In the Peace Corps’ 2017 Top Volunteer-Producing Universities list, JMU ranked #17, with 41 Dukes currently serving worldwide.
Emily Webb, Public Affairs Specialist for the Peace Corps, answered a few questions for us about this list and why many Dukes decide to become Peace Corps Volunteers.
Why was JMU recognized by the Peace Corps?
“James Madison University recently ranked No. 17 for producing the most Peace Corps Volunteers among colleges and universities nationwide. There are 41 Dukes currently volunteering worldwide in Armenia, Benin, Botswana, Burkina Faso, Cambodia, Cameroon, China, Comoros, Costa Rica, Guatemala, Kyrgyzstan, Lesotho, Madagascar, Malawi, Moldova, Mongolia, Mozambique, Peru, Rwanda, Senegal, South Africa, Tanzania, Thailand, Togo, Ukraine, Vanuatu and Zambia. Since the Peace Corps’ founding in 1961, 506 alumni from JMU have traveled abroad to serve as Volunteers.”
What are the hopes for future JMU Volunteers?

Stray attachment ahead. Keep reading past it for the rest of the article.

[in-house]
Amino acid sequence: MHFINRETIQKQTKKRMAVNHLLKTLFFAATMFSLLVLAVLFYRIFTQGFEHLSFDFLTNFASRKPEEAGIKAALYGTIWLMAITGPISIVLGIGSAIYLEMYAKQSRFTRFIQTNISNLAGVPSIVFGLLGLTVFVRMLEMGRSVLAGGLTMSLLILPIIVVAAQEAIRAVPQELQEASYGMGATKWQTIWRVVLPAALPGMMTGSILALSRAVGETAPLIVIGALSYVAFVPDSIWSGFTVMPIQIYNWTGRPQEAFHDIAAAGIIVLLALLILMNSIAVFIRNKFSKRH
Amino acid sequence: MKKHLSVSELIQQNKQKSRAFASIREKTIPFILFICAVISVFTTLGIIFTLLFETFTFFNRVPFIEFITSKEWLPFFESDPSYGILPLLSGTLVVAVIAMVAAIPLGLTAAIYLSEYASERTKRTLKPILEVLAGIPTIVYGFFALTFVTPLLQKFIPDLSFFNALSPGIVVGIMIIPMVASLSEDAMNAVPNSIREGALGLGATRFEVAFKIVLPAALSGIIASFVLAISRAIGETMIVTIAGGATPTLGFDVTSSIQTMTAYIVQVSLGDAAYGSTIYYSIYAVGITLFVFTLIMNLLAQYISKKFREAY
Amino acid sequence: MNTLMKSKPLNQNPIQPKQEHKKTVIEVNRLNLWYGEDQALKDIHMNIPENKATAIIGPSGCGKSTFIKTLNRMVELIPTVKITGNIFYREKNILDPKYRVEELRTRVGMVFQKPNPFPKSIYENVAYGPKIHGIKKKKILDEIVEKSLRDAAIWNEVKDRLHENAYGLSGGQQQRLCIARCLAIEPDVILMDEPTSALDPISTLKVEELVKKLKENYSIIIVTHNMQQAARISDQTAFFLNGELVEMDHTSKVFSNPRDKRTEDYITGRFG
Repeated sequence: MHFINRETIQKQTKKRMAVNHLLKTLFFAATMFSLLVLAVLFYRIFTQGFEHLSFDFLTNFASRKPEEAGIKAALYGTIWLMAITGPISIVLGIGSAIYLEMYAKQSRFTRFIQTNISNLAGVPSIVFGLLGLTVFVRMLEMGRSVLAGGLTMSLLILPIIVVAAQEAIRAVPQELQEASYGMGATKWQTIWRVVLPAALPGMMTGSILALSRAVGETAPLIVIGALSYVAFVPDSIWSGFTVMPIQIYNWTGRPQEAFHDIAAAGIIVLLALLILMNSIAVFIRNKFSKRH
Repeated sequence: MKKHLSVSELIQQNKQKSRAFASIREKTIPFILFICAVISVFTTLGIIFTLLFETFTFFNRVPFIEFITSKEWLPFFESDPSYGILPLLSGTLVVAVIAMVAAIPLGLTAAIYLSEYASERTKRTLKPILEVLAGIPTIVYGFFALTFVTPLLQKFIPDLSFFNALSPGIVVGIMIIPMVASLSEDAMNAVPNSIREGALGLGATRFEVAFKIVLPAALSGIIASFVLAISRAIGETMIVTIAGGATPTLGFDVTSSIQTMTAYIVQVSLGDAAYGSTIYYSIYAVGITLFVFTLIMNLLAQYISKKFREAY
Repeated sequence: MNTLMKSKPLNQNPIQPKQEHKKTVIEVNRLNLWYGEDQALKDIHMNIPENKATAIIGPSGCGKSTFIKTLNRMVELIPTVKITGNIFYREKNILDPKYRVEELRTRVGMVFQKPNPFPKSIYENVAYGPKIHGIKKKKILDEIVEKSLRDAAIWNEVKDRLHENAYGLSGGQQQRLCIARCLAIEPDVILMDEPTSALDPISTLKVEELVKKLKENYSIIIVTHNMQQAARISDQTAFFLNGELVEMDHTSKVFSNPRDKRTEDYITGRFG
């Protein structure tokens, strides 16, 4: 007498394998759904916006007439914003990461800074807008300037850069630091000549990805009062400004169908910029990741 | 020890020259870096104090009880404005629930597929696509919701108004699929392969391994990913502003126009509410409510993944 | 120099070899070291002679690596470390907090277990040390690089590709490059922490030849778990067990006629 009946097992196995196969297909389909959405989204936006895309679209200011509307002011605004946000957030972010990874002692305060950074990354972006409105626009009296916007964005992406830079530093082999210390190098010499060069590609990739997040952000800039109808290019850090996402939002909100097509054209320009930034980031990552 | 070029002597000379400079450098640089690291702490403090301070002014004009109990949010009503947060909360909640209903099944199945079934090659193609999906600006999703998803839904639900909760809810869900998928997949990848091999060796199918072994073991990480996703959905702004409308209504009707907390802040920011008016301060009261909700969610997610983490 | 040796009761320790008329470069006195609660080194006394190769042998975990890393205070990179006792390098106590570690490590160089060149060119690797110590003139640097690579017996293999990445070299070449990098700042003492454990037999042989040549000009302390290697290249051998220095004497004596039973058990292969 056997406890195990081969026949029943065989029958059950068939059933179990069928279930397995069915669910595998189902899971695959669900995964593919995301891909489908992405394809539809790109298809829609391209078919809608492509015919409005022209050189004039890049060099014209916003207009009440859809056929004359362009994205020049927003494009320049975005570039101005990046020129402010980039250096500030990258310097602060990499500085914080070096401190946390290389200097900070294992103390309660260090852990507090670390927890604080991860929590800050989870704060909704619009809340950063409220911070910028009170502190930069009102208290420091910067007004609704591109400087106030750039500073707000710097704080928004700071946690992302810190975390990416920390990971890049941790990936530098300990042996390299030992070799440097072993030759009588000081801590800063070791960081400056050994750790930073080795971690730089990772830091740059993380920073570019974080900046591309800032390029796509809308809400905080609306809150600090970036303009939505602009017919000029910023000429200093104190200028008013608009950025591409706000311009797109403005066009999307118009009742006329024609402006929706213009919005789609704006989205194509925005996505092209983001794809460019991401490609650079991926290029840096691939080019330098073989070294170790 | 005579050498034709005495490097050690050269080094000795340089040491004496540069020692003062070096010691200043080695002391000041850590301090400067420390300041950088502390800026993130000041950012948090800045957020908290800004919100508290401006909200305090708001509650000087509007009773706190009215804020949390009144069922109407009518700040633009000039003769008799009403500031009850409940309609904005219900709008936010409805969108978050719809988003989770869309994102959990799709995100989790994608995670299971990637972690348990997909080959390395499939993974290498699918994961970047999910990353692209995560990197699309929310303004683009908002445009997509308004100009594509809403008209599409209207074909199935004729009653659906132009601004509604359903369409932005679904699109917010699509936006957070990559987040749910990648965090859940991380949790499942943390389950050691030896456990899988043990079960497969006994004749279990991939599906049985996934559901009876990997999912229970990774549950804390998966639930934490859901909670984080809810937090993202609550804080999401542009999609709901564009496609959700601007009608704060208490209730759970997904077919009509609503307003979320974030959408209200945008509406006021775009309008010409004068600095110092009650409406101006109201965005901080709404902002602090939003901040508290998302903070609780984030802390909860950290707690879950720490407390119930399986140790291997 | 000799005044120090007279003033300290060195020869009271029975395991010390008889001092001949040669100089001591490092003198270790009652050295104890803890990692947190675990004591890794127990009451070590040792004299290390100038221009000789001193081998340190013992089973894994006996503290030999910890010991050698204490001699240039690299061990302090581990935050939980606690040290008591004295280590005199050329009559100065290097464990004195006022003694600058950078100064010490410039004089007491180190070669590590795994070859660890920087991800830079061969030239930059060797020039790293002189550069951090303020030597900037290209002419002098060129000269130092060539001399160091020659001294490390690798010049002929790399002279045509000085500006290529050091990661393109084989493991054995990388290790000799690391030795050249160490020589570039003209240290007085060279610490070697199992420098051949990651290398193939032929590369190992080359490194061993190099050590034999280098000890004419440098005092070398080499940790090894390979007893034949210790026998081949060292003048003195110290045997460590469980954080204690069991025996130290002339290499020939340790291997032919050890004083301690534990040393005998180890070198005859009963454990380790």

‘The Peace Corps is unique among service organizations because our Volunteers live and work at the community level – they go the last mile where most development agencies, and even host governments, rarely reach. As Peace Corps Volunteers, JMU graduates can integrate into their communities and develop lasting relationships as they work toward sustainable change that lives on long after their service. In turn, Peace Corps Volunteers gain cross-cultural, leadership, language, teaching and community development skills that give them a competitive edge for advanced education and job opportunities in today’s global economy. Today, JMU graduates have more choices when it comes to serving abroad, and we want the Peace Corps to be their perfect match.”
Why do JMU students fit so well into the Peace Corps?
“The values that James Madison University instills in its students, particularly in the way it prioritizes engaged learning through its curriculum, align with those embodied by prospective Peace Corps Volunteers. Through their service, Peace Corps Volunteers forge cultural connections and sustainable change with a profound sense of understanding that helps them to identify needs and solve problems in communities abroad.”